(J-MART NOTE: This is a somewhat new feature to add some perspective on Kansas State’s upcoming foe. It might be a star player, an assistant coach, a cheerleader, whatever. If you have suggestions for Texas A&M, next week’s opponent, list them below. Thanks.)
His first reaction is laughter.
Texas Tech sophomore Baron Batch can’t help but be amused when he’s asked about the Red Raiders’ sudden inclination to use their running backs to, well, run the ball.
“People are like, ‘Hey, you have a running game,’” Batch said.
Batch teams with senior Shannon Woods to form a highly productive tandem in the backfield. Tech averages 146.5 yards on the ground, which is 66th in the nation. And with all things considered — mostly the fact that Graham Harrell threw for 5,705 yards in 2007 — that is a significant upgrade from last season, when the Red Raiders were so one-dimensional.
Already, Tech has 586 rushing yards. In 2007, in 13 games, the Red Raiders finished with 771.
And Batch, who averages 7.5 yards per carry and 60 yards per game, is also a receiving threat. He has caught 12 passes for 160 yards, and Woods isn’t too far behind, either. The team’s rushing leader (69 yards per game, averaging 6.4 yards a carry) also has eight catches for 118 yards.
It’s not quite a position battle, but the tension has made the Red Raiders better.
“We’ve worked hard at it, but the catalyst has been the competition we’ve had,” Batch said. “It’s made us better. You can see it in games. I’m trying to show up Shannon, and he’s trying to show me up. Not to say we don’t get along great because we do, but we’re real competitive and always trying to one-up the other.
“We’re better for it.”
Batch, 5-11 and 200 pounds, was a Rivals three-star recruit from Midland (Texas) High, billed as “an explosive player” in the program’s media guide. He played in 2006 as a true freshman, again backing up Woods, before rupturing his Achilles in October. He redshirted 2007, rehabbing his injury.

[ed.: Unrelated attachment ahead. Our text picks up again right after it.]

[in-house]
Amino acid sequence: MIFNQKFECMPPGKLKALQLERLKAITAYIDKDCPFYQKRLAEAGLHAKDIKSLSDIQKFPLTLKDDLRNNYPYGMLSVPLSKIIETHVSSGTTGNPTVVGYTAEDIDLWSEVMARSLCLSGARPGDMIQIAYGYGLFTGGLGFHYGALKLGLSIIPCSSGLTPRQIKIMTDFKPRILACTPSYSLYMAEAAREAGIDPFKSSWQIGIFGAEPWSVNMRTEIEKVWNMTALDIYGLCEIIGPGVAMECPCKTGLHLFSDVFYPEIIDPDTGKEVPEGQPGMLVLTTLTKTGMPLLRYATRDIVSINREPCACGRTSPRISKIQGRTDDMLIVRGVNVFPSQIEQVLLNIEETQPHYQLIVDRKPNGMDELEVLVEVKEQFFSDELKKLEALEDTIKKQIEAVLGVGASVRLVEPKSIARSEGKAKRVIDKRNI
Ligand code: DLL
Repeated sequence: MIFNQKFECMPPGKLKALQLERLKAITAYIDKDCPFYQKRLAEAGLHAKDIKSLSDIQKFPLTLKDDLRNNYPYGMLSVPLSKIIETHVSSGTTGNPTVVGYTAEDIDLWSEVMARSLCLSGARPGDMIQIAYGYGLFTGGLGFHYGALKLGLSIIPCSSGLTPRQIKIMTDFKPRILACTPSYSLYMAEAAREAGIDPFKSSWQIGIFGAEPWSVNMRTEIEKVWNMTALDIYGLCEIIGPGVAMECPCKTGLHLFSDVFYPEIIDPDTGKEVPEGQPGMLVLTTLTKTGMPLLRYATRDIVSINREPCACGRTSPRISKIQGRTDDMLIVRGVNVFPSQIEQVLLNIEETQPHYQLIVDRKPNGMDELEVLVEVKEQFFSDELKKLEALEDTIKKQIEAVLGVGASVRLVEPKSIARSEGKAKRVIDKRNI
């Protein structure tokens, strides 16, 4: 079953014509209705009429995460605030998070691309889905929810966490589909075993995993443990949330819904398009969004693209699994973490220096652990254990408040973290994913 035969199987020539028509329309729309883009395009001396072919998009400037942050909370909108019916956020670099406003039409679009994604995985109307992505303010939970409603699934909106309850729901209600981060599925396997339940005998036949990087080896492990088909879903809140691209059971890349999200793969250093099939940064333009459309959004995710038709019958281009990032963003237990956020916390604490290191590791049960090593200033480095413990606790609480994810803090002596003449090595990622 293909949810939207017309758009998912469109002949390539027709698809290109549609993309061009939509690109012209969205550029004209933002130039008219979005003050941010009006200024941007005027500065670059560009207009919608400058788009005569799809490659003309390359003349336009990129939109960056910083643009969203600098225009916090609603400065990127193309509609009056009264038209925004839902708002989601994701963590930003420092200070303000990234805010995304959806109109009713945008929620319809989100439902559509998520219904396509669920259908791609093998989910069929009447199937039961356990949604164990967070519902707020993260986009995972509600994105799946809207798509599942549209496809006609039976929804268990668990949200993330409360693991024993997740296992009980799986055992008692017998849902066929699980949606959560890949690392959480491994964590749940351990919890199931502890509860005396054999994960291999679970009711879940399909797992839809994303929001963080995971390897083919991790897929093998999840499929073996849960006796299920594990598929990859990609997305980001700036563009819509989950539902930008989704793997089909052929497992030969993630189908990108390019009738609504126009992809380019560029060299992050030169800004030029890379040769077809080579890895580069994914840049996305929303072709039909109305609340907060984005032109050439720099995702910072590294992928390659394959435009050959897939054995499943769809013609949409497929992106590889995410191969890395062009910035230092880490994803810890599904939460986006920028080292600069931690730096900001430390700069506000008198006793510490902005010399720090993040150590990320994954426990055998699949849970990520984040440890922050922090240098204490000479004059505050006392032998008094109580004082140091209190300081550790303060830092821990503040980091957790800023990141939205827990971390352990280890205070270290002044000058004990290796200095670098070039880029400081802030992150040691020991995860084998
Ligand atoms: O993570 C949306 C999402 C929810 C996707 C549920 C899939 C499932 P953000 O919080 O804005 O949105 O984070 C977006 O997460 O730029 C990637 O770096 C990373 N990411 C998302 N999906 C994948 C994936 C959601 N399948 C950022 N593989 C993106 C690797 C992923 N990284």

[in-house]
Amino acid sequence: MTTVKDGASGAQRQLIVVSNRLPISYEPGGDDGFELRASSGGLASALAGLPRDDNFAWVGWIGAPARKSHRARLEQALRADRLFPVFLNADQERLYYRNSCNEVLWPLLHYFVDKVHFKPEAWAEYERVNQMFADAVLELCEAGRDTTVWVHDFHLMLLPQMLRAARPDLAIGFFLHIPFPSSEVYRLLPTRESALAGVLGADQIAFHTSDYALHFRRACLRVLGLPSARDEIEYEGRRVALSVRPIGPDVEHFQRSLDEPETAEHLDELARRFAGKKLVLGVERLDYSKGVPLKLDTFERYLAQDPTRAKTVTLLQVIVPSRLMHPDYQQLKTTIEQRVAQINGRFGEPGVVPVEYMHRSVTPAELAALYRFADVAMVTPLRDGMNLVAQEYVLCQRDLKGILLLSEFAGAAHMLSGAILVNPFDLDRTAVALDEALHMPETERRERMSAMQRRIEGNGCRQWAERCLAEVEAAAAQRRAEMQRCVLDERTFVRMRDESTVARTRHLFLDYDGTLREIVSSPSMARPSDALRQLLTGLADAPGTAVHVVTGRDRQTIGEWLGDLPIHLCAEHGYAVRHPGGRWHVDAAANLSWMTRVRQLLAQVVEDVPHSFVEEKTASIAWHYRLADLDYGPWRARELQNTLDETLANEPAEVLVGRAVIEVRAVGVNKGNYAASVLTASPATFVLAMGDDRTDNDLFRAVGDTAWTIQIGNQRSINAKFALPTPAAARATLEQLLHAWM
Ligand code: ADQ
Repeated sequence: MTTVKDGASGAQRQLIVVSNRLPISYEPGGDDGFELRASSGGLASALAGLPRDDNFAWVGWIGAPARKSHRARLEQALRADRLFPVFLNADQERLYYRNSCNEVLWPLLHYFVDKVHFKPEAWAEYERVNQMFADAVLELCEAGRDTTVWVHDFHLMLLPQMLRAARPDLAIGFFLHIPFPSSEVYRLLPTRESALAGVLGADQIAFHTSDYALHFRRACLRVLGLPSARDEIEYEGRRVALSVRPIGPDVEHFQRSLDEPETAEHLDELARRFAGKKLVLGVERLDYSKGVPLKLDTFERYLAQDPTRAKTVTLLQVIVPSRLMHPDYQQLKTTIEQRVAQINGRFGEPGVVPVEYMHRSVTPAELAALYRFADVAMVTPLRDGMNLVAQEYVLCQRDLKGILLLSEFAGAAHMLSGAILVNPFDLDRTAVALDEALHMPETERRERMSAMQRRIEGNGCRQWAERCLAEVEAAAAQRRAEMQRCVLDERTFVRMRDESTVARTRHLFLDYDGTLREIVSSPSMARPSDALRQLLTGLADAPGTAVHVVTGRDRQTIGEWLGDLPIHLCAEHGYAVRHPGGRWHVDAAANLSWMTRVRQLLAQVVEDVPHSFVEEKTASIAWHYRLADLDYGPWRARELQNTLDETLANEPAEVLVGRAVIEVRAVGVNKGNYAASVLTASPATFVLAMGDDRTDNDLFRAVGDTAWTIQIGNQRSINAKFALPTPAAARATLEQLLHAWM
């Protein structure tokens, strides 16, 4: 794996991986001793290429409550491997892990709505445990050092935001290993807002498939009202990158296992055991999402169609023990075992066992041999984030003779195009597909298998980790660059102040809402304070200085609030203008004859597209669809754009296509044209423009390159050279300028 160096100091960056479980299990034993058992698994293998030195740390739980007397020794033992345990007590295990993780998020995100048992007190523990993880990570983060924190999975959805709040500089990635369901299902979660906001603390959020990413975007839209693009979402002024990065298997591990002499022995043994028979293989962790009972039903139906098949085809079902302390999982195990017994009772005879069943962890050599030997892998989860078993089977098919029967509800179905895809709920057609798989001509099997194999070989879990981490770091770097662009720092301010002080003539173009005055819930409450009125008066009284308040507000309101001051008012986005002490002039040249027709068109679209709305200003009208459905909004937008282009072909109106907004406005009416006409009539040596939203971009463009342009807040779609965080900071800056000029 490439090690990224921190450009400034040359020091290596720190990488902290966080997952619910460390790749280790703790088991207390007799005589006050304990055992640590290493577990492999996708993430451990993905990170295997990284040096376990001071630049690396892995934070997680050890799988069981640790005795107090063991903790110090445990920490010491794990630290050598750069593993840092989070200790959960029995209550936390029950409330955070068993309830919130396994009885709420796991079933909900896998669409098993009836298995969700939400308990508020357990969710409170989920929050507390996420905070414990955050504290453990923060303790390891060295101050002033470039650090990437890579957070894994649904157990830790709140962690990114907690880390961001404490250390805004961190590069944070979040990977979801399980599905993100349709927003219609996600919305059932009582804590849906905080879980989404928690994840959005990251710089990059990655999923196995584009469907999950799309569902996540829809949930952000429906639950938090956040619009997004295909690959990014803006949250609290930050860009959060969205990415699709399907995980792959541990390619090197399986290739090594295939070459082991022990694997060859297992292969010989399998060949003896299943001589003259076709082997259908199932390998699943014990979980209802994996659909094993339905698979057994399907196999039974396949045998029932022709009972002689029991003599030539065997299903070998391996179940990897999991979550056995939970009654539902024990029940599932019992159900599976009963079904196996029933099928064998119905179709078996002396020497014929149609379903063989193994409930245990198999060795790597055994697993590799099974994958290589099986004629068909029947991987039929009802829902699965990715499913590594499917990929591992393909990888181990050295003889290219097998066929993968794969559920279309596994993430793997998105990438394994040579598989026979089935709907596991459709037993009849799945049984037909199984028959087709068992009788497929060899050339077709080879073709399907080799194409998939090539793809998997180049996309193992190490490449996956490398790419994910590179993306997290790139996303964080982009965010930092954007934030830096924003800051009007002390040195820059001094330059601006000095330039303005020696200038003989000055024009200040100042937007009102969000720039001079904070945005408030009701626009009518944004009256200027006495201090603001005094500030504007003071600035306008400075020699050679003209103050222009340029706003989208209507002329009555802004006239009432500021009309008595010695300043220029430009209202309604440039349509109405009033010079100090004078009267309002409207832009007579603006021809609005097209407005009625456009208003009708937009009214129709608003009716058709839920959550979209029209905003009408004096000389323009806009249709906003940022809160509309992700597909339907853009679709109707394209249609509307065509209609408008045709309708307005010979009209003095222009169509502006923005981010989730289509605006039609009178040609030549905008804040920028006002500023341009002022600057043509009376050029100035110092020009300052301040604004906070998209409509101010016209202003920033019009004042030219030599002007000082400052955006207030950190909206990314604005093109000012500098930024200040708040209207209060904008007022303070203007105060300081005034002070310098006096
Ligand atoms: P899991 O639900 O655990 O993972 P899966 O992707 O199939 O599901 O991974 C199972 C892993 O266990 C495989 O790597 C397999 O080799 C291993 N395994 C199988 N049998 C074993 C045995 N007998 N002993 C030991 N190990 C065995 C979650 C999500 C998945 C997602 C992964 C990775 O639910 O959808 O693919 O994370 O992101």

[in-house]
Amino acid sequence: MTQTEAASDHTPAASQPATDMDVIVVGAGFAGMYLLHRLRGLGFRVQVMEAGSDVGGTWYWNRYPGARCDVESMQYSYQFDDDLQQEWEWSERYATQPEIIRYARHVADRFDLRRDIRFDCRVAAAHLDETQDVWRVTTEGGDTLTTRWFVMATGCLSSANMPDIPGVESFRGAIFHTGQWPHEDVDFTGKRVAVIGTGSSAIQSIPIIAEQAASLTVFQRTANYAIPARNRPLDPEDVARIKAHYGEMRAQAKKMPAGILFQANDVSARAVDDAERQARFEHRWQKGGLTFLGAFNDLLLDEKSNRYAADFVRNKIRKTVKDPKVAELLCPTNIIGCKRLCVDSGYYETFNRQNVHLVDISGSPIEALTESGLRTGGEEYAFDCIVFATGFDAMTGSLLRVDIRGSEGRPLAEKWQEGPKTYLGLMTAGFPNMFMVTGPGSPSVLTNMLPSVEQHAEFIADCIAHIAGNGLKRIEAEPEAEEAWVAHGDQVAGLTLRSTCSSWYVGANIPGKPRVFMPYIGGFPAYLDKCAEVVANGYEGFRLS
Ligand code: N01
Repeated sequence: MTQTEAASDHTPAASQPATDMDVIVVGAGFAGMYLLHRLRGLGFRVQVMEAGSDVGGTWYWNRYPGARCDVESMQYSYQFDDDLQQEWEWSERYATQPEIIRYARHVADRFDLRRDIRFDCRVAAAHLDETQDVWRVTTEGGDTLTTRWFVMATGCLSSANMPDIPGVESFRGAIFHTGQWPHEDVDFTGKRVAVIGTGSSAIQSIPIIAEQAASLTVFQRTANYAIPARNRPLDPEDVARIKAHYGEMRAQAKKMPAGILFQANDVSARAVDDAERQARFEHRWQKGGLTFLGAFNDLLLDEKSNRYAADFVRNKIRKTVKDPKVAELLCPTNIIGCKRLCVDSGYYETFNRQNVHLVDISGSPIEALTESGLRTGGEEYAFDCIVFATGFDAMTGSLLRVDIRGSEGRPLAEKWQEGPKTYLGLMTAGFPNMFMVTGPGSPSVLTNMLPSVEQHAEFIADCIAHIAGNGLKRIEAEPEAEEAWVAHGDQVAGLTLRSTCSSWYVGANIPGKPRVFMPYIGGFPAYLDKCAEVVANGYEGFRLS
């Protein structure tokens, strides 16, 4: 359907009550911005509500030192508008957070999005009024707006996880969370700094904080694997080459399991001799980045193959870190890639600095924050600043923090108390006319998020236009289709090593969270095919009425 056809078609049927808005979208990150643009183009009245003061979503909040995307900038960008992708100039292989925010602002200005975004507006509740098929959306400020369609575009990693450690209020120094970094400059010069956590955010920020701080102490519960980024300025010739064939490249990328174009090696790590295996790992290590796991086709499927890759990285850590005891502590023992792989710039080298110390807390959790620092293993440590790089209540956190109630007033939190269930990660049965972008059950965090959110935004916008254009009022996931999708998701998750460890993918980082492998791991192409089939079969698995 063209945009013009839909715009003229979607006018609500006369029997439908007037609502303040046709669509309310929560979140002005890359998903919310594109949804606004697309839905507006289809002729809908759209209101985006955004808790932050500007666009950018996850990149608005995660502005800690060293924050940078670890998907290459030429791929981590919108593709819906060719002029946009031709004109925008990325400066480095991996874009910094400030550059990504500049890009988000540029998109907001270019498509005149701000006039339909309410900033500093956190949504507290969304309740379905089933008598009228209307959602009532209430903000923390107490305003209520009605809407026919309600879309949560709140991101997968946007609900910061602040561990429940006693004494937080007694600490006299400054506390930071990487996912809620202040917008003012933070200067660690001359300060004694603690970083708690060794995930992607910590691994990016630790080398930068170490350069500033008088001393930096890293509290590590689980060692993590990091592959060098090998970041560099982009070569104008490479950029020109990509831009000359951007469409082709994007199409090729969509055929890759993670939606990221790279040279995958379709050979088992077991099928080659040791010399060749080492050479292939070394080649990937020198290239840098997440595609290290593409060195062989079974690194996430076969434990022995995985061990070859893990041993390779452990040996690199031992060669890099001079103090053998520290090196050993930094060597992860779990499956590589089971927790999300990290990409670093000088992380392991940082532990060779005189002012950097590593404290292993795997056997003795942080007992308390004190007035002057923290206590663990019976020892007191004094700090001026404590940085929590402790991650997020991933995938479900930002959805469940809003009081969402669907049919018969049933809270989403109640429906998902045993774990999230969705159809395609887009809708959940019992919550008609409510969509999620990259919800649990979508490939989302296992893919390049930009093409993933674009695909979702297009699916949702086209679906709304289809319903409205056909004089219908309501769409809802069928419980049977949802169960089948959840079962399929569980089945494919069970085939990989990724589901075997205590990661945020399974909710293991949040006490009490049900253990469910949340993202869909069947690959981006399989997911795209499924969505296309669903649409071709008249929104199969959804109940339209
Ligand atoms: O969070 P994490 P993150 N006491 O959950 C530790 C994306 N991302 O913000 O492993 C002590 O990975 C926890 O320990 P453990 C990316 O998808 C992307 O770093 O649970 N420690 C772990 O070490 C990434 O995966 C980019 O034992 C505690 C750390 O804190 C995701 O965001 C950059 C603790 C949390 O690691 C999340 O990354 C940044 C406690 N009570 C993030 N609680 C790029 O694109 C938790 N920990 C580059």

The burst appears to be back.
He missed being on the field, and he missed the winning.
That’s what he thinks of when he’s asked about playing for Mike Leach.
“I don’t have much to compare it to,” Batch said. “It’s fun to win, and Coach Leach is a winner. It’s fun, exciting to play for a coach who has a passion for the game. He likes things to be done perfect. Sometimes, you’re like, ‘This doesn’t make any sense,’ but then later, you’ll look back and say, ‘Yeah, that made sense.’
“It’s the little things… It all makes sense. There is a method to his madness, even when it sometimes does just seem like craziness. There’s always a reason.”
Which, conveniently enough, brings us back to Tech’s running game.
Clearly, this is the next dimension for Leach’s offense, which means Batch (and Woods) are sort of pioneers, even though it’s clear where the emphasis still lies.
“Any great team needs to be able to run the ball when it needs to,” Batch said. “We can pass it 100 times, and Graham can complete a pass whenever he needs to, but there are games where you just can’t do that.
“But it’s something that will help us in the long run, and it’s a new, refreshing twist for defensive coordinators when they come and try to game-plan against us.”